"Is it time to go home?" asked Green.

Manjoume glared at Chosaku. "You've got to be out of your mind! You want us to send them to fight that thing?"

"No, just one," said Chosaku. "With this."

He reached into his pocket and took out a card, which he handed to Manjoume.

"What's this?" Manjoume asked.

"The card I got, back at the market," said Chosaku. "It's for you. I meant to give it to you later, but I think we need it more now."

Manjoume scanned the text.

"Amulet of Ambition," he murmured.

Equipped to a normal monster, it would give a weaker monster an extra five hundred attack points for each level of difference between it and the monster it was attacking. His three Ojamas were level-one normal monsters. If that creature out there was as powerful as he guessed it was, the amulet could boost one of them by three thousand points or more. It was worth the risk.

"Yellow, come here a minute!" he barked.

"Yes, Big Brother?" the Ojama chirped, flitting into place in front of him.

"I need you to go out there and fight a monster for me," he said.

Ojama Yellow cringed. "Well, I, um, maybe it would be better if you sent someone else? I mean, I wouldn't want to steal someone's spotlight..."

Manjoume smiled. "Trust me."

A moment later, the ogre trudged up to the door and stood staring stupidly down at it.

"Where tiny men who hurt my friends?" he boomed.

"They're not here!" Ojama Yellow squeaked. He flew up so that he was hovering in front of the ogre's nose. "And even if they were, you can't see them!"

The ogre squinted. "Who you?"

"I'm the receptionist," said Yellow. "Do you have an appointment?"

"Whassa 'pointment?"

Yellow raised his chin primly. "I can't let you in without an appointment. If I let you in, I'd have to let everyone in."

"You not let in?" the ogre rumbled. "Then me eat you!"

He reached out a huge hand to grab the Ojama, but it darted quickly out of reach.

"Don't say I didn't warn you!" he exclaimed.

The amulet around his neck began to glow. A dazzling gold-green light surrounded him, and the ogre flinched away. Ojama Yellow drifted towards the sky like a rising sun.

"Whazzat? Whazzat?" it exclaimed.


Ojama Yellow dropped out of the sky like a tiny yellow meteorite and crashed onto the ogre's bald head with a resounding THUD! The ogre blinked stupidly a few times, swaying slightly on its feet, before toppling over. It hit the ground with a crash that made the ground shake.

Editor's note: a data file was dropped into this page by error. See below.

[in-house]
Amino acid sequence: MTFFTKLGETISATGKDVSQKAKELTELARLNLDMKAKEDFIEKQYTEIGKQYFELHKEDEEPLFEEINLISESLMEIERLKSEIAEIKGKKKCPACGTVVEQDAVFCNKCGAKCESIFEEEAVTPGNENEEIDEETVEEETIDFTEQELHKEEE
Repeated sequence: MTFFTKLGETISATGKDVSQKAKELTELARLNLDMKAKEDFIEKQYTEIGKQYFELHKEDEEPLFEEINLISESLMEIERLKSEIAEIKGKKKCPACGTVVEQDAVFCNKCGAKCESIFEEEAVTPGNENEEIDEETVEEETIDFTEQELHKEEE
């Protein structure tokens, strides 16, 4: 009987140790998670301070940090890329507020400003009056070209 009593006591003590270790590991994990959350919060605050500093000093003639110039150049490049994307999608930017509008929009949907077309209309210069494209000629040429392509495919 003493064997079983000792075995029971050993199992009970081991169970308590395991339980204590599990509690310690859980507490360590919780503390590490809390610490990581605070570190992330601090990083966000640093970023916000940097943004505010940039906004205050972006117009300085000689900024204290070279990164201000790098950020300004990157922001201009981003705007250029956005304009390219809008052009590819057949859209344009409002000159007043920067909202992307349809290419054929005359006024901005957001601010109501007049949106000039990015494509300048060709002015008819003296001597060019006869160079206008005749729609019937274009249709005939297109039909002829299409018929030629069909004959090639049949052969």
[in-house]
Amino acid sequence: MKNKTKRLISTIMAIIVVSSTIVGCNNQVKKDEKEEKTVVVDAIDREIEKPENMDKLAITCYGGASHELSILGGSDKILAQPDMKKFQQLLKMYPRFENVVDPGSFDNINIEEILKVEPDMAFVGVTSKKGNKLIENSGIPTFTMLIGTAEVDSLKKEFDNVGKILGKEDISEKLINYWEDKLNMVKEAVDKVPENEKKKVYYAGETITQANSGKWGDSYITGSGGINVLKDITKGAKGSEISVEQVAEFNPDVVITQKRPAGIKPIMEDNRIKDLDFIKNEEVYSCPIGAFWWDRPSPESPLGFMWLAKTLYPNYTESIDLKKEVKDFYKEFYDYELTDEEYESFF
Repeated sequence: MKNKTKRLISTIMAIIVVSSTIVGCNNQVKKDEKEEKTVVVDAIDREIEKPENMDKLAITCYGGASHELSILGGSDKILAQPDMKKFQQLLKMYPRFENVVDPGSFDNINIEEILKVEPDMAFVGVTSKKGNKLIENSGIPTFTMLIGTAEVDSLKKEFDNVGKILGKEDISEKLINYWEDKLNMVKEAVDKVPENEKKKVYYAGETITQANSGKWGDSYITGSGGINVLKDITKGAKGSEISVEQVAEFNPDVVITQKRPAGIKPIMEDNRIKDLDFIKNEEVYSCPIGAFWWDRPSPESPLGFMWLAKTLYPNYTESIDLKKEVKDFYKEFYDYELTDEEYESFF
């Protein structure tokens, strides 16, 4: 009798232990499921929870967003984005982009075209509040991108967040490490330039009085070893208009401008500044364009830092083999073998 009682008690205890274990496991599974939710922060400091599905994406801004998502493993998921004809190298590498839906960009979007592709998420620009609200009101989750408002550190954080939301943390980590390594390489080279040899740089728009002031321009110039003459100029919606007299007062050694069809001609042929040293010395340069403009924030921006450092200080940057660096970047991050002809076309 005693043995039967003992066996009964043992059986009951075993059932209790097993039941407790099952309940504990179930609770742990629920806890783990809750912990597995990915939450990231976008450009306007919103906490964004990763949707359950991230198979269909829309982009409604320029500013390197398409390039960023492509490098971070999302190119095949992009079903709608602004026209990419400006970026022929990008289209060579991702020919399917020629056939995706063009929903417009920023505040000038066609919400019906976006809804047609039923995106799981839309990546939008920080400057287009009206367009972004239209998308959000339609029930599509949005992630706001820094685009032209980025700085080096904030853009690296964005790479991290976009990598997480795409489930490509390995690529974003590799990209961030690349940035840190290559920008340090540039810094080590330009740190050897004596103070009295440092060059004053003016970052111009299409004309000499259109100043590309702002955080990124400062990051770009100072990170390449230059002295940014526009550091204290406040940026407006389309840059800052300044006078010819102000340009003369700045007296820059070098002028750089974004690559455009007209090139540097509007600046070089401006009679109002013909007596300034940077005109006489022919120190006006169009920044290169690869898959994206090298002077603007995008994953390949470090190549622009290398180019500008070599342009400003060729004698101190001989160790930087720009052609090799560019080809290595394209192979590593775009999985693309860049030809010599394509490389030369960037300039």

Manjoume ran out of the building and caught his Ojama as it floated down out of the sky.

"Oooh," it said. "Did somebody get the number of that truck?"

Manjoume tried to stifle a smile. "Well, you got the job done, anyway. Guess there's a reason I keep you around after all."

He braced himself for a mushy response, but he was saved by a victorious whoop from Shoji.

"Hey, guess what?" he shouted. "It's working!"

"It's about time!" said Manjoume.

He dodged around the unconscious ogre and ran back inside. The control room was now filled with a gentle thrumming, which seemed to be emanating from a pair of metal rods standing side-by-side against one wall. If he looked closely, he thought he could see the air between them rippling, like water with a breeze blowing across it.

"So that's it?" said Manjoume.

"That's it." Misawa's voice emerged from the computer console. "Just walk through that gate and you'll be home. Don't worry; it will shut itself down again automatically once you're gone."

"Seems kind of anticlimactic," said Shoji. "All that trouble for something so easy."

"I'm fine with easy. I just want to be home," said Chosaku.

"Yeah," said Manjoume quietly. "Me too."

"Just one thing," Misawa interjected. "I don't usually send multiple people through that portal. You might want to consider holding hands, just to be safe."

Shoji gave Manjoume a wry smile.

"What do you think?" he asked. "Can you bear to hold hands with us?"

"Geez, do you really think I care?" Manjoume snapped. He looked uneasily at the wall. "Besides, you guys... you're really not that bad."

Shoji ruffled his hair. Chosaku laughed and shook his head.

"Listen to you," he said. "All right, then. Let's get out of this place."

Manjoume nodded. He took his brothers' hands, took a breath, closed his eyes, and walked into the portal.

The hum began to grow louder...

When Manjoume woke up, he was relieved to find that he was not lying on the ground. He wasn't even lying on a floor. Some kind person had propped him up in what appeared to be a faux-leather chair of the kind he might have expected to find in a waiting room. In fact, further investigation revealed that the room he was in did, in fact, resemble some sort of waiting room. It was all done up in pale colors, soft lights, and little glass-topped coffee tables with magazines on them. There was a coffee machine in one corner, bubbling to itself, and a soft drink dispenser next to it. He had a feeling it wasn't a waiting room, though; the pictures on the walls were of galaxies and constellations, and the magazines on the tables were scientific journals.